Case Report
Copyright ©The Author(s) 2016. Published by Baishideng Publishing Group Inc. All rights reserved.
World J Gastroenterol. Dec 28, 2016; 22(48): 10680-10686
Published online Dec 28, 2016. doi: 10.3748/wjg.v22.i48.10680
Efficiency of olaparib in colorectal cancer patients with an alteration of the homologous repair protein
Francois Ghiringhelli, Corentin Richard, Sandy Chevrier, Frédérique Végran, Romain Boidot
Francois Ghiringhelli, Department of Medical Oncology, Center GF Leclerc, 21000 Dijon, France
Francois Ghiringhelli, Corentin Richard, Sandy Chevrier, Frédérique Végran, Romain Boidot, Platform of Transfer in Oncology, Center GF Leclerc, 21000 Dijon, France
Francois Ghiringhelli, Romain Boidot, Frederique Vegran, INSERM UMR866, 21000 Dijon, France
Francois Ghiringhelli, Corentin Richard, University of Bourgogne Franche Comte, 21000 Dijon, France
Author contributions: Ghiringhelli F and Boidot R designed the report; Richard C, Chevrier S and Végran F performed the genetic analyses; Ghiringhelli F collected the patient’s clinical data; Ghiringhelli F and Boidot R analyzed the data and wrote the paper.
Institutional review board statement: This study was approved by the local institutional review board.
Informed consent statement: Patients gave their written consent to authorize genetic analyses.
Conflict-of-interest statement: No potential conflicts of interest relevant to this article were reported.
Open-Access: This article is an open-access article which was selected by an in-house editor and fully peer-reviewed by external reviewers. It is distributed in accordance with the Creative Commons Attribution Non Commercial (CC BY-NC 4.0) license, which permits others to distribute, remix, adapt, build upon this work non-commercially, and license their derivative works on different terms, provided the original work is properly cited and the use is non-commercial. See: http://creativecommons.org/licenses/by-nc/4.0/
Correspondence to: Francois Ghiringhelli, MD, PhD, Professor, Department of Medical Oncology, Center GF Leclerc, 21000 Dijon, France. fghiringhelli@cgfl.fr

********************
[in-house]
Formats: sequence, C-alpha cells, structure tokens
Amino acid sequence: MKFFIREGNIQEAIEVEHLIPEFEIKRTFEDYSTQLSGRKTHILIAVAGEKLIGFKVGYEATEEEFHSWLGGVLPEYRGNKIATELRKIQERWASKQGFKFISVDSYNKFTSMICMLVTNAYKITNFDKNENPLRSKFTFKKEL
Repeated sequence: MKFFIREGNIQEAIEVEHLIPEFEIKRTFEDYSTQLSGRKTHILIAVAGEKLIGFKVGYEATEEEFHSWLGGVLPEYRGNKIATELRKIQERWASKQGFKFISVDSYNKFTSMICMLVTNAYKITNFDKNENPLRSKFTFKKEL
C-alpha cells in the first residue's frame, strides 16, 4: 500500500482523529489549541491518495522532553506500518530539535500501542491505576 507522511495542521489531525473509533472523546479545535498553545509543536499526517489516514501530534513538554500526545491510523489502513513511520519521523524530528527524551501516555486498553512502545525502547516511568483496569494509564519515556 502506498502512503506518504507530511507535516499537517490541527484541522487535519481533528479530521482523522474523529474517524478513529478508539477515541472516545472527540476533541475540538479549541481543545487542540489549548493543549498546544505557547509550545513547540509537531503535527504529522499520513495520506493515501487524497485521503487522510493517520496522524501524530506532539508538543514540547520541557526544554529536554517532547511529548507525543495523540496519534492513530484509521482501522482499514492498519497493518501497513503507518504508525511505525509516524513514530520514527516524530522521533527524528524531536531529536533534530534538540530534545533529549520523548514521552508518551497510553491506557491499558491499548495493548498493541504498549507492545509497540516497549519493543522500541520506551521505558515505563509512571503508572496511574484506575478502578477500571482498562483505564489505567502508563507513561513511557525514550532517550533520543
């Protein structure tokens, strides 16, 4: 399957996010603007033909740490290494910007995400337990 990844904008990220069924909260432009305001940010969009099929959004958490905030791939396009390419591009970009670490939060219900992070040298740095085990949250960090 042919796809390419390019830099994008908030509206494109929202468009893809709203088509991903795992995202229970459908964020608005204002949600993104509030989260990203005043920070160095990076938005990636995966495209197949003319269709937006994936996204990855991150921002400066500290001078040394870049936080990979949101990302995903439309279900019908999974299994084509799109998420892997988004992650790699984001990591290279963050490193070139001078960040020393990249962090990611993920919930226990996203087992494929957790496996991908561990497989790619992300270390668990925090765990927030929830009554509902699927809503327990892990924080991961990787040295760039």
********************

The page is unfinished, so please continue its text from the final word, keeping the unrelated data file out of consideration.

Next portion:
Telephone: +33-380393371 Fax: +33-380393434
Received: July 7, 2016
Peer-review started: July 11, 2016
First decision: August 22, 2016
Revised: August 26, 2016
Accepted: September 28, 2016
Article in press: September 28, 2016
Published online: December 28, 2016

Abstract

Precision medicine is defined by the administration of drugs based on the tumor’s particular genetic characteristics. It is developing quickly in the field of cancer therapy. For example, KRAS, NRAS and BRAF genetic testing demonstrates its efficiency for precision medicine in colorectal cancer (CRC). Besides for these well-known mutations, the purpose of performing larger genetic testing in this pathology is unknown. Recent reports have shown that using the poly ADP ribose polymerase (PARP) inhibitor olaparib in patients with homologous repair enzyme deficiency gave positive clinical results in breast, ovarian and prostate cancers. We have reported here the cases of 2 patients with multi-treated metastatic CRC who underwent somatic and constitutional exome analyses. The analyses revealed a loss of function mutation in a homologous repair enzyme resulting in the loss of heterozygosity for both patients (Check2 for the first patient and RAD51C for the second one). Both patients were treated with off-label usage of olaparib. While the first patient showed clinical benefit, reduction of carcinoembryonic antigen tumor marker and radiologic response, the second patient quickly presented a progression of the tumor. Additional genetic analyses revealed a frameshift truncating mutation of the TP53BP1 gene in the patient who progressed. Interestingly, deficiency in TP53BP1 was previously described to confer resistance to olaparib in mice breast cancer models. Our findings suggest that exome analysis may be a helpful tool to highlight targetable mutations in CRC and that olaparib may be efficient in patients with a homologous repair deficiency.

Key Words: Colorectal cancer, Exome analysis, Genetic aberrations, Homologous repair deficiency, Precision medicine